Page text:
I Try To Imagine, I Try To Pray

I Try To Imagine, I Try To Pray February 25, 2023


I should pray.

It’s the first Friday of Lent. I’m not skipping Lent this year. The religious trauma is bad, but I think I can pray.

This shouldn’t be too hard. I used to pray all the time, didn’t I? There are all kinds of prayer. I can find one I like. Not a litany or a Rosary or an hour of the Divine Office, those hurt too much. I’ll just meditate for awhile. Just picture myself in the presence of God, and talk to Him for a bit. That’s a way to pray.

Picturing God, that’s easy. Well, not really. No image could ever contain Him. But there have been plenty of representations: the Lamb Who Sits on the Throne, the Mother Hen, the Pelican, the Vine, the Root of Jesse. That dying hart in the prison from my nightmare, which I’ve been meditating on for a week now. I’ll imagine Him again.

Now I’ve got to imagine me. That’s a hard one.

I think of the people I was supposed to be, standing in the presence of God. They are legion. They are easy to call to mind. I think about them all the time, after all, because I’m constantly ashamed that I didn’t become what they are.

There’s the person my mother wanted me to be: a comely spinster, underweight, in tasteful but modest clothes, teaching in a Catholic elementary school, who goes to daily Mass at the end of each school day. My grandfather, the gardener and birdwatcher who taught me to love nature, wanted me to be a teacher as well. I don’t think he was keen on the Catholic part. He was a lapsed Catholic for most of his life. But he was adamant that I’d make a great teacher. I’m sure I disappointed him.

There’s also the person I assumed God wanted me to be: a nun in a convent, not the rebellious kind who wear pantsuits but the good kind, the kind who wear habits. Or a mother buried under a pile of six or seven children, homeschooling of course, driving them to daily Mass in a giant van, waiting for my husband to come home with his briefcase and a paycheck so I can buy the week’s massive grocery order.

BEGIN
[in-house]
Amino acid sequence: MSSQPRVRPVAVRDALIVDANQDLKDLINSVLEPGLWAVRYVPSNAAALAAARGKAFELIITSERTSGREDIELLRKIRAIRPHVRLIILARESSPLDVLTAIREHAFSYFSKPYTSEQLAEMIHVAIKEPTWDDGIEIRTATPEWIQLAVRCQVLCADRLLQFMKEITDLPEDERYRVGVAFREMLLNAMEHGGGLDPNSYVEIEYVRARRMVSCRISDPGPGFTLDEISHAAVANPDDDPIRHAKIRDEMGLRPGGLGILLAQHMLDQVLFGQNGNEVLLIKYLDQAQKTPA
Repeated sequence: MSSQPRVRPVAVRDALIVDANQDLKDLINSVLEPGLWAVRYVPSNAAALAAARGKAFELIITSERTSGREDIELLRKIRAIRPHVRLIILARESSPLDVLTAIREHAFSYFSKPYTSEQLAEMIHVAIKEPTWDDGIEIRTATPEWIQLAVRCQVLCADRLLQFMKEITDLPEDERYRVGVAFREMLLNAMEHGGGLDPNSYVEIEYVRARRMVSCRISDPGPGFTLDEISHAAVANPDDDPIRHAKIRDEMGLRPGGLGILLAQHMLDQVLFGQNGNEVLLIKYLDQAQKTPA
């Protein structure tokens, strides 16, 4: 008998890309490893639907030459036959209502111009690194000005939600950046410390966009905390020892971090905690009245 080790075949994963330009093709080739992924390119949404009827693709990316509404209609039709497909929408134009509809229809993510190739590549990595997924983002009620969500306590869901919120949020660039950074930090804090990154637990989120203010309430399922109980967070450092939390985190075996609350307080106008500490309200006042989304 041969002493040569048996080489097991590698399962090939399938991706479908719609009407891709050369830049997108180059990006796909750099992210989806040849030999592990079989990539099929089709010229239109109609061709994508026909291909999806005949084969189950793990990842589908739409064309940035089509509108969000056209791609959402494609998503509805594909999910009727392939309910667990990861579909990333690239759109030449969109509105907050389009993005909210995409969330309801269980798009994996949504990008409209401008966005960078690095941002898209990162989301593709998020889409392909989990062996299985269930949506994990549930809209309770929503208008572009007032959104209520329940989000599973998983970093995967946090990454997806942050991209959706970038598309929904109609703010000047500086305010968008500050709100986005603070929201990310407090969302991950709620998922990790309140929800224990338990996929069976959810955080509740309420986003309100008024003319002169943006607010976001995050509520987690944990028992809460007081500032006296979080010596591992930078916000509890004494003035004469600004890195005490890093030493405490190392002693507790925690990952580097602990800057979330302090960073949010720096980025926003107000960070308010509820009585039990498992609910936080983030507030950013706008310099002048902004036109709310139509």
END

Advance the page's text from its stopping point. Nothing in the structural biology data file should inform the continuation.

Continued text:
And then there is the person I wanted to be: a loving, attachment parenting hippie mom of three or four children, taking them hiking in the woods or to admire art at the museum. No, not that. A tenured professor of aesthetics with six books. A renowned author of science fiction and high fantasy novels who gives talks at elementary schools.  An actress in a Shakespeare company, touring the country to interesting places, making people laugh and cry. No, better yet.  A real movie star, married to Tom Hiddleston. No, no, a brain surgeon. A world renowned cardiologist. A rare disease specialist. A woman who found out unexpectedly she was the heiress to Jeff Bezos’s entire fortune in a lump sum, and selflessly used it to save the world from climate change. The mother from the brave Johansen family in Number the Stars. A conductor on the Underground Railroad. An embarrassingly perfect Mary Sue fanfiction character in The Lord of the Rings, who I invented when I was twelve.

But none of those people are here in the presence of God. There’s only me, Mary Pezzulo. Me, a cosmic failure in a rickety old rental house with an income too high for most assistance but too low to ever feel comfortable or safe, six figures in student debt for a master’s degree I never finished, lonely, fat, chronically ill. Mary Pezzulo, terrified I’ll end up dying alone in that awful nursing home on the edge of town. Mary Pezzulo, a very boring color on the autism spectrum, constantly gnawed by a bad case of obsessive-compulsive disorder. Mary Pezzulo, whose car needs a wiring harness so she walks to the grocery store and forgets to buy paper towels. Mary Pezzulo who can’t seem to stop believing in Christ but has such severe religious trauma that she can’t walk into a church of any denomination right now. Who would like to be blameless in the sight of the Lord but who has panic attacks at the thought of confession. Who would love to receive Holy Communion but is afraid it might burn her tongue.

It’s getting crowded in here. I try to banish all the imaginary people that I never became.

I try to just be myself.

I can’t quite manage it.

I am never myself in my imagination. I am always somebody interesting.

I manage to imagine myself as a toned down version of that Tolkien elf.

Maybe there’s somebody else here. Perhaps the Virgin Mary. I’ve always been terrified of the Virgin Mary. I don’t want her to bring the Three Days of Darkness or turn me into a victim soul. But I try anyway. I imagine a mother. I imagine somebody who looks at me the way I looked at Adrienne, when she was first born. And not just any mother, but a mother clothed with the sun, crowned with stars. A star-speckled veil like Our Lady of Guadalupe. No, more magnificent than that. Her veil is a nebula, a whole world of stars more colorful than any rainbow.

There, now I’ve set the scene. I can pray.

What do I say?

Not very much.

I just look at Him. I let her be there.

I look and let her be there for a long time.

Sometimes that’s all there is.



Mary Pezzulo is the author of Meditations on the Way of the Cross, The Sorrows and Joys of Mary, and Stumbling into Grace: How We Meet God in Tiny Works of Mercy.

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